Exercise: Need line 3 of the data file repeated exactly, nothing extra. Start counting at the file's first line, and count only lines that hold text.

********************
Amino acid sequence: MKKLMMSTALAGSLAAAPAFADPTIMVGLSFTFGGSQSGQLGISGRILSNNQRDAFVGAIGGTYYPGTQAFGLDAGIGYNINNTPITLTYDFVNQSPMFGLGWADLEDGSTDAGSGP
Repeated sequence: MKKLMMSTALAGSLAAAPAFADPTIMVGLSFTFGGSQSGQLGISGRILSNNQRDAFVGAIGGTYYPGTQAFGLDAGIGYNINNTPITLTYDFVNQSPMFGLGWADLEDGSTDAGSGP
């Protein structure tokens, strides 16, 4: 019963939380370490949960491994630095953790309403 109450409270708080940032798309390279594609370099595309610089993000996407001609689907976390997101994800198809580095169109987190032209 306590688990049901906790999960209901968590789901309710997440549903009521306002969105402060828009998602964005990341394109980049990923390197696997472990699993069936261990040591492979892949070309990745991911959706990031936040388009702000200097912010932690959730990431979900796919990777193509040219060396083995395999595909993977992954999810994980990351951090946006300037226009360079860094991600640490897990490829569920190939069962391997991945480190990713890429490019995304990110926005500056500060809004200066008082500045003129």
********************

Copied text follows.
């Protein structure tokens, strides 16, 4: 019963939380370490949960491994630095953790309403 109450409270708080940032798309390279594609370099595309610089993000996407001609689907976390997101994800198809580095169109987190032209 306590688990049901906790999960209901968590789901309710997440549903009521306002969105402060828009998602964005990341394109980049990923390197696997472990699993069936261990040591492979892949070309990745991911959706990031936040388009702000200097912010932690959730990431979900796919990777193509040219060396083995395999595909993977992954999810994980990351951090946006300037226009360079860094991600640490897990490829569920190939069962391997991945480190990713890429490019995304990110926005500056500060809004200066008082500045003129």